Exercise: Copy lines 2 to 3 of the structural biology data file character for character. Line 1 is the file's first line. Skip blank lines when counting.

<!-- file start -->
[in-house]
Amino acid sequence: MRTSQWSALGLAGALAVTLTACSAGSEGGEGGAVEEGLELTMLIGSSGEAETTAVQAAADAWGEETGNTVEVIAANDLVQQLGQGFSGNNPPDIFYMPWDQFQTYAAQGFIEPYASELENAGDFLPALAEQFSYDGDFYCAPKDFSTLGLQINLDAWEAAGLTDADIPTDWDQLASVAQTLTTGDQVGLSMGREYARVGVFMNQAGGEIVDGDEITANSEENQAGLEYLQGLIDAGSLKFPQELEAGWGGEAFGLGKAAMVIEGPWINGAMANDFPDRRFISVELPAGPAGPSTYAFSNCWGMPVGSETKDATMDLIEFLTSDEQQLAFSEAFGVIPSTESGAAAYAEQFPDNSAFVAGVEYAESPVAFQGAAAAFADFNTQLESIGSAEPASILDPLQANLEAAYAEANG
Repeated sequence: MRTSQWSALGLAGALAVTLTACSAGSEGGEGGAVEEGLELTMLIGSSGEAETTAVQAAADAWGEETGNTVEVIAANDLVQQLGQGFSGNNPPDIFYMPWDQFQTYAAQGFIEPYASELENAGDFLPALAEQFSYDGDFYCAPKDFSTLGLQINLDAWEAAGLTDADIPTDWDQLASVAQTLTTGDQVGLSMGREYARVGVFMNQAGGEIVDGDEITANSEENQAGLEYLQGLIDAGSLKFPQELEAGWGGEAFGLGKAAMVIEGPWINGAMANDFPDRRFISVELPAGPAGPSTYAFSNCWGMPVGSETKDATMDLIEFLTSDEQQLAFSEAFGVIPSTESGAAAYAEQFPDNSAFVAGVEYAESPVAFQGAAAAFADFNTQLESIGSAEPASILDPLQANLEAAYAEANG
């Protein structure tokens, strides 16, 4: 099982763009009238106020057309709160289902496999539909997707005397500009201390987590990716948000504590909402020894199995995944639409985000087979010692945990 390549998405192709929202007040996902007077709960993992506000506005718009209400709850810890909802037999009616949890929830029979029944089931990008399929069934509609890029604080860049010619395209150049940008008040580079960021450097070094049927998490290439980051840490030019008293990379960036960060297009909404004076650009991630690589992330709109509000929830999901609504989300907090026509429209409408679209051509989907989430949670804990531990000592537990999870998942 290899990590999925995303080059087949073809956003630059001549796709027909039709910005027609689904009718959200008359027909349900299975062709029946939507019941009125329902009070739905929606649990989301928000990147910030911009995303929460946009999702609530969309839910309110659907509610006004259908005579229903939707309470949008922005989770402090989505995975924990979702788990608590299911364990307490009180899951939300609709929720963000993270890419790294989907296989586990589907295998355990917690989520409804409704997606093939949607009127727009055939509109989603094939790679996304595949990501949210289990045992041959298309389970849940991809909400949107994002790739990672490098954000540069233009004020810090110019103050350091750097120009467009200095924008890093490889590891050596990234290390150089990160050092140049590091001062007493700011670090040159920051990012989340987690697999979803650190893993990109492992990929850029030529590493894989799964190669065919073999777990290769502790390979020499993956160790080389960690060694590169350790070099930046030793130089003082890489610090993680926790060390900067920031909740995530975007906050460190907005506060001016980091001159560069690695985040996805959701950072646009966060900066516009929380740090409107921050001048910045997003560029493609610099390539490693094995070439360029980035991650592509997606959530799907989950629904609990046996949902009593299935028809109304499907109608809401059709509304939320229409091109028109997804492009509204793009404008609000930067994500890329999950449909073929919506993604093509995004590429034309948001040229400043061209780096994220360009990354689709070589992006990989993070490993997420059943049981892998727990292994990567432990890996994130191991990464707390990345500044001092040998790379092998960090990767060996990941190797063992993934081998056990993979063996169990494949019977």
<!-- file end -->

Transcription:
Amino acid sequence: MRTSQWSALGLAGALAVTLTACSAGSEGGEGGAVEEGLELTMLIGSSGEAETTAVQAAADAWGEETGNTVEVIAANDLVQQLGQGFSGNNPPDIFYMPWDQFQTYAAQGFIEPYASELENAGDFLPALAEQFSYDGDFYCAPKDFSTLGLQINLDAWEAAGLTDADIPTDWDQLASVAQTLTTGDQVGLSMGREYARVGVFMNQAGGEIVDGDEITANSEENQAGLEYLQGLIDAGSLKFPQELEAGWGGEAFGLGKAAMVIEGPWINGAMANDFPDRRFISVELPAGPAGPSTYAFSNCWGMPVGSETKDATMDLIEFLTSDEQQLAFSEAFGVIPSTESGAAAYAEQFPDNSAFVAGVEYAESPVAFQGAAAAFADFNTQLESIGSAEPASILDPLQANLEAAYAEANG
Repeated sequence: MRTSQWSALGLAGALAVTLTACSAGSEGGEGGAVEEGLELTMLIGSSGEAETTAVQAAADAWGEETGNTVEVIAANDLVQQLGQGFSGNNPPDIFYMPWDQFQTYAAQGFIEPYASELENAGDFLPALAEQFSYDGDFYCAPKDFSTLGLQINLDAWEAAGLTDADIPTDWDQLASVAQTLTTGDQVGLSMGREYARVGVFMNQAGGEIVDGDEITANSEENQAGLEYLQGLIDAGSLKFPQELEAGWGGEAFGLGKAAMVIEGPWINGAMANDFPDRRFISVELPAGPAGPSTYAFSNCWGMPVGSETKDATMDLIEFLTSDEQQLAFSEAFGVIPSTESGAAAYAEQFPDNSAFVAGVEYAESPVAFQGAAAAFADFNTQLESIGSAEPASILDPLQANLEAAYAEANG